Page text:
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A Sign of Greatness: Offering To Resign Because You’re Accountable For A Failure, Brad Anderson

Our American Stories / Lee Habeeb
The Truth Network Radio
November 11, 2022 3:00 am

A Sign of Greatness: Offering To Resign Because You’re Accountable For A Failure, Brad Anderson

Our American Stories / Lee Habeeb

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November 11, 2022 3:00 am

On this episode of Our American Stories, former Best Buy CEO Brad Anderson on this rare response to an ethical dilemma.

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To learn more, visit Bose.com. This is Lee Habib, and this is Our American Stories. And we tell stories about everything here on this show, including your stories.

Send them to OurAmericanStories.com. They're some of our favorites. And we continue now with our Do the Right Thing series about ethical dilemmas. And it's sponsored, as always, by the great folks at the Daniels Fund.

Our own Alex Cortez brings us this latest edition. Today, we hear from Brad Anderson, who was a sales clerk at Best Buy in its earliest days, and grew along with it to become CEO, helping grow the company to $50 billion in annual revenue and 180,000 team members. But what Brad's most proud of are the innovations and ethics of those on the front line, like Sherry Ballard.

I think this is a good parable, sort of, for Sherry's story, someone I'm close with today, is a good parable of what can be the best inside of business. I first heard about Sherry because we were completely disorganized group. We basically did everything hand to mouth. And when we started to grow, we had to formalize things, and virtually nothing had been formalized up to that point in time. So we hired a division of Accenture Consulting to come in, and they did a plan, and they put a sort of order to the stores as we were growing the stores. And I went out, along with two other executives, to teach this new order structure that everybody would then comply with into the system. So we went out, we spent weeks going all over the country, every store, teaching people how to do this.

And then we went back to see the glories of our work. And nobody changed a thing. So I wound up hiring a bunch of psychologists, led by a lady named Elizabeth Gibson, who were actually, because it wasn't the plan we needed, we actually needed, it wasn't that the plan was bad, it was that nobody had any reason to really implement it. And so we hired these psychologists, because essentially you had to change human behavior. And the only way you're going to change, we had to change the behavior of leadership levels throughout the entire organization. So they went out to, and the lead psychologist comes into my office and she says, we've discovered this wonderful woman working for you.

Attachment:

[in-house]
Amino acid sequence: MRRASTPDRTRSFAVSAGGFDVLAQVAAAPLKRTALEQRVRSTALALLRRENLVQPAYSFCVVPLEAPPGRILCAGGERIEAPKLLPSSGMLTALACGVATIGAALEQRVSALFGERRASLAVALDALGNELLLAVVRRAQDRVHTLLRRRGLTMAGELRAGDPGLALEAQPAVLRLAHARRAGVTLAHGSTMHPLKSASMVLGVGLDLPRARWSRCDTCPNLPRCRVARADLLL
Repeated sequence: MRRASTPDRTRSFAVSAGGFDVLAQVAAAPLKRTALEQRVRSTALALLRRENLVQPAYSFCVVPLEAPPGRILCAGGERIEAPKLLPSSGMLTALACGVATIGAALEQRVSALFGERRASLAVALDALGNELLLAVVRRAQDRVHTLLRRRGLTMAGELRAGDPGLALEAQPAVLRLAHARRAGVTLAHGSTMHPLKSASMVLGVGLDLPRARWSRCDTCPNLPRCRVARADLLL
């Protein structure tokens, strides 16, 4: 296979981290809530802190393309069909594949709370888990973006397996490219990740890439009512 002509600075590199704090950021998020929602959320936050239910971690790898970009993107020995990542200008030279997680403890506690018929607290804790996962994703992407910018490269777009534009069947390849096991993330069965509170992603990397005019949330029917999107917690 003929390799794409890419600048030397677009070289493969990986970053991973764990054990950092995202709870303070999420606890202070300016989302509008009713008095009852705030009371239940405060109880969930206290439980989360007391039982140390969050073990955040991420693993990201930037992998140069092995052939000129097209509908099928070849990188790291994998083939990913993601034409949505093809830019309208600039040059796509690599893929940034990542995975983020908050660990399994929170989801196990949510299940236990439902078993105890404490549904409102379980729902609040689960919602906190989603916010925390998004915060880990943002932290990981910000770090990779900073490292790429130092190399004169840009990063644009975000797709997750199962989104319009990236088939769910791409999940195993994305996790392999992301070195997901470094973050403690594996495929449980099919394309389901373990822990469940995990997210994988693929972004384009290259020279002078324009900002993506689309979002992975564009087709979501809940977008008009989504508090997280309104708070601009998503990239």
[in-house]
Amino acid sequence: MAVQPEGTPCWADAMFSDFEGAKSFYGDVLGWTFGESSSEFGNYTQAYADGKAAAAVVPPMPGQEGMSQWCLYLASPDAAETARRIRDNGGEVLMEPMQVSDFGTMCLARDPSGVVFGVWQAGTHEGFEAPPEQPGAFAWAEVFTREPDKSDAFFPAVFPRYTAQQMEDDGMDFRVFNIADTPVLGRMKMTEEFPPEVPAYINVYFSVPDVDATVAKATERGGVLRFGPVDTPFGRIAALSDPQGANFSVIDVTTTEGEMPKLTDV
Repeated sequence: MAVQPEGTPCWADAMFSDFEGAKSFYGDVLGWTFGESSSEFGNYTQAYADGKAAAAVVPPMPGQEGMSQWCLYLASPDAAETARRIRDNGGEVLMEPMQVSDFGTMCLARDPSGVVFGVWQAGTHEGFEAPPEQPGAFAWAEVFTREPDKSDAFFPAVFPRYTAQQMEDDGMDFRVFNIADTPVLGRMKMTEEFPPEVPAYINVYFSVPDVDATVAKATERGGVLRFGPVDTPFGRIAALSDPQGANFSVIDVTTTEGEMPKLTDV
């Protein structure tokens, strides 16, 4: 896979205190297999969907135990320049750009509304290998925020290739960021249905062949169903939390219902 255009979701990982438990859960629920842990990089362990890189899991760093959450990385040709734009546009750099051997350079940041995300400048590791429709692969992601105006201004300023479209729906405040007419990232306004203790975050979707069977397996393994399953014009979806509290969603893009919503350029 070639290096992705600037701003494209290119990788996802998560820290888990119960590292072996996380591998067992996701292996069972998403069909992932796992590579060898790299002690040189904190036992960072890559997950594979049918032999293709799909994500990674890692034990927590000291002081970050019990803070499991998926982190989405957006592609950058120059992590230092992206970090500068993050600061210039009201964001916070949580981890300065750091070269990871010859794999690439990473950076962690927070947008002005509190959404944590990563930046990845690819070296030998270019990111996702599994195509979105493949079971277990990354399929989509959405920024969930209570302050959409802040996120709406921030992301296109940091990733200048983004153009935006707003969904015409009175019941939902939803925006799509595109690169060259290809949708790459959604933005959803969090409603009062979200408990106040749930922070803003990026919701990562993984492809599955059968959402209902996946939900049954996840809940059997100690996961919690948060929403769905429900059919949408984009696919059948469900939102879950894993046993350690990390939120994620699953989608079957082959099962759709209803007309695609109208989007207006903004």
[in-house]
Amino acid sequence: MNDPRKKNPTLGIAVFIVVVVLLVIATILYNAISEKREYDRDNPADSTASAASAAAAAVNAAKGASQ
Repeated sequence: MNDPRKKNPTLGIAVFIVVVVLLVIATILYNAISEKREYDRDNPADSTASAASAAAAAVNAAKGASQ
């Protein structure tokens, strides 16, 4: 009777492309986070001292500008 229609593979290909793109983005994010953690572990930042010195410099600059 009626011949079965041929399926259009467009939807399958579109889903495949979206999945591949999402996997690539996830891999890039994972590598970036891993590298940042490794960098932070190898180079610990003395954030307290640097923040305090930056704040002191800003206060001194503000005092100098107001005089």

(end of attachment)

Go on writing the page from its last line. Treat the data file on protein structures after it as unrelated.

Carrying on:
And I said, great. And well, she's quitting. And why is she quitting? She's quitting because she's had this theft ring inside a store she's managing in Michigan.

And she is angry at herself and ashamed at herself that she's let this happen and therefore is quitting. And my first thought is, this woman actually has a common ability. Man, she was really good at it. And she was really be great. Wow. Yeah.

Stop it from quitting. So thank God she didn't. I mean, she was correctly self-accountable because she should have, a more experienced leader probably would have seen what she didn't see. So she wasn't a thief, but she played a role in setting the environment in which they could thrive. But the fact that she knew that she was accountable meant she could fix it. She was going to learn something from it. Whereas so many times when you run into that kind of situation, when somebody's trying to either cover it up or won't deal with their own accountability, they're not going to change.

They're going to, they will recreate that same environment again, because they never faced their own role in creating it. So it was, it was like, again, so much of the time, it's the antithesis of what you think that's the truth. That her, her facing her responsibility for it meant, wow, somebody it's, it's what, it's what venture capitalists try to do. They want to find a company. They want to invest with somebody who's already had five or six failures because they, they, they want to see that person still in the game.

And he is learning from the mistakes that they've made so that they, they're much advantaged over somebody else's likely to make the same mistakes. Yeah. She, she, she could, there was a, yeah, she was justified wanting to be fired. And not that long after that, she's, again, this goes to how disorderly we're, she's running our human resources or she's either running or high up in the human resources department. And the same psychologist comes in and tells me that the firm that has been fired by Best Buy is that, wait a minute, we fired you? Yeah, you fired us. Who fired you?

Sherry Ballard did. And so, so I'm sitting there incredibly grateful these people, because unlike me, they actually got the change implemented and they helped me find talent like a Sherry Ballard who got promoted to the system and she went ahead and fired him. And so I'm so angry at her. So I go, well, so I go railing into her office to just bang her on the head and she fights back. I mean, ferociously fights back that her decision is the right decision.